Teachers boast about years teaching a certain subject, a certain grade, or for a certain school system. Seniority keeps the kids under control, sometimes, as long as you look older and carry yourself with the no-nonsense authority students secretly crave.
During my first student teaching gig in the trailer-turned classroom behind the over-crowded school building in southern Georgia my cooperating teacher had to take an unexpected and extended absence. The students who normally sat stone faced in immaculate rows saw their opportunity for freedom with each new substitute while I cowered in the back row and took notes. Their fiesta continued until the day a teacher came in, found her place on a stool at the front of the room, and announced that she’d taught for longer than anyone in the classroom, including me, had been alive. “I eat middle graders for breakfast,” she said before doling out the day’s worksheets. Pencils appeared, heads bowed, order was restored.
Working in retail is not quite the same.
I spent four years working for Barnes and Noble in the years immediately after high school. Most of my colleagues were either working on a degree or book lovers whose wardrobe consisted of Little House on the Prairie dresses and elastic-waisted pants.
Barnes and Noble honored employee’s seniority with pins in five year increments. The manager on duty would call a five-minute meeting before opening or after closing on the anniversary shifts. We would all flutter to the center of the store from our various positions restocking, receiving, and rearranging displays. After the usual sales specific rally cries, the senior employee would be asked to step forward. The pin presentation happened twice in my four years and each time I hoped that it wouldn’t someday be me.
The first employee I saw honored was, like me, an English major. She stuck the pin on her ID lanyard and made jokes about it whenever anyone noticed. The second time it went to a woman who I’d pegged as a lifer. When customers didn’t want to buy a membership card from her she got angry and slammed her register drawer sending change jangling. She took her job seriously and affixed the pin proudly, pointed it out to customers and employees alike until new management brought on her abrupt end months later.
But despite the pins and five-second accolades, seniority never really meant anything. Customers didn’t treat you any different even when you carried the title of manager around with your name and colleagues who took the job as a transition between college and career didn’t exactly hold lifers at high regard.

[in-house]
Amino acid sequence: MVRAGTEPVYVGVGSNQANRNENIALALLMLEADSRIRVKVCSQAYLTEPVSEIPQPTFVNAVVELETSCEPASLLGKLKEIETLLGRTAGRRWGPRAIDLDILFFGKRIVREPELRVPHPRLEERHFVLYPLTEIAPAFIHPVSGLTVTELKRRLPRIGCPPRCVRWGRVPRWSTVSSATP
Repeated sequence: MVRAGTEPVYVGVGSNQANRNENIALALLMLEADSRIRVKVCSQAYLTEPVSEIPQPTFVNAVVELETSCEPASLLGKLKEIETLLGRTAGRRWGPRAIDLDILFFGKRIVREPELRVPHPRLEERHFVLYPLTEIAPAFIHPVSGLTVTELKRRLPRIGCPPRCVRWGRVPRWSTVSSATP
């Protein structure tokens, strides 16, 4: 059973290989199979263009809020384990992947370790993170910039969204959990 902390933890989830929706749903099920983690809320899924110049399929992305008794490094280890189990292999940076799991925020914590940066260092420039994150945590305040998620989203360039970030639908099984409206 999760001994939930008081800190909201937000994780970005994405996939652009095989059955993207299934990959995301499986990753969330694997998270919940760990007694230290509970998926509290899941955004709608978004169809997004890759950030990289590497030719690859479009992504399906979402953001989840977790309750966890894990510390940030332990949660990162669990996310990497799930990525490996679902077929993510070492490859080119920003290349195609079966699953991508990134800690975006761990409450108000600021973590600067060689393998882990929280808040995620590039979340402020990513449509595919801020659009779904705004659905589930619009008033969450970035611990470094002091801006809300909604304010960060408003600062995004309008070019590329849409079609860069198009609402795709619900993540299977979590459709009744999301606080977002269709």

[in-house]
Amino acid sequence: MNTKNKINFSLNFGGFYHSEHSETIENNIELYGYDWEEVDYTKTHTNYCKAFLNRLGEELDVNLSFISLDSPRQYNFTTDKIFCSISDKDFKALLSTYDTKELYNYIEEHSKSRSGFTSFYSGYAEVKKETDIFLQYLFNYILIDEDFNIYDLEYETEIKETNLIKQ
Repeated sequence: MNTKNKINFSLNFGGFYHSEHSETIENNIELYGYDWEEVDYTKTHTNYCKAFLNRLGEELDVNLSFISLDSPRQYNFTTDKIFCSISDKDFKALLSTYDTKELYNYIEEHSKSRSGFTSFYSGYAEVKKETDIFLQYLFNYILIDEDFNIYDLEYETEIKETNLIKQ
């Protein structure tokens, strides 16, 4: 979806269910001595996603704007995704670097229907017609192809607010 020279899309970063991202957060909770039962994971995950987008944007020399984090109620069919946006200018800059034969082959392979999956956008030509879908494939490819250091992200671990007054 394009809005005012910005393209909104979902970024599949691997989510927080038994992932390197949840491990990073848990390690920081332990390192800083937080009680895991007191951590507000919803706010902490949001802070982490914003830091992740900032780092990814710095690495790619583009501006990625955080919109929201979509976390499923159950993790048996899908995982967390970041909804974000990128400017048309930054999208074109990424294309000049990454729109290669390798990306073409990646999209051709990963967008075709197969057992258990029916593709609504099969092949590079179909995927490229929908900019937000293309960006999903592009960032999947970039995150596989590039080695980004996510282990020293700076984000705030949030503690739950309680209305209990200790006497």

After graduation I gave my two weeks notice and promised myself never to return to retail. I still believed a degree granted me some sort of amnesty.
Ten years, a master’s degree, and an abandoned career later, I celebrated my one year anniversary at a small town independent bookstore where I spend my days.
Friends of my family recently passed through the town I’ve come to call home. As we strolled down Main Street the wife asked me if I’d ever go back to teaching. I answered “No” as forcefully as I did when people asked me if I wanted to be a teacher when I was first majoring in English. “This is okay for now,” she said meaning my bookstore life, “but you need a career.”
One day last week I had the fleeting thought that I might be wasting my life away. I’m not entirely sure what it could mean, but I have the notion that it might have something to do with pins, anniversaries passed in silence, and six years of seniority for a career I’ve since left.
For the past year any time someone has asked me why I moved to North Carolina from Massachusetts I’ve said, “To start my life over.” I was chasing happiness, wanting to find work that could sustain me and all the other interests that had been suspended during my years as a teacher.
And after a year of swift-shifts, sailing on the winds of inspiration, wanting to start my own business one day and study theology the next, I can’t imagine it any other way. I don’t know if I’ll be around to celebrate five years in the bookstore I’ve grown to love or if I’ll someday have a cushioned savings to retire with, but I do know that each day feels important even if the sum of all my scattered parts don’t quite add up to anything society would use to measure success.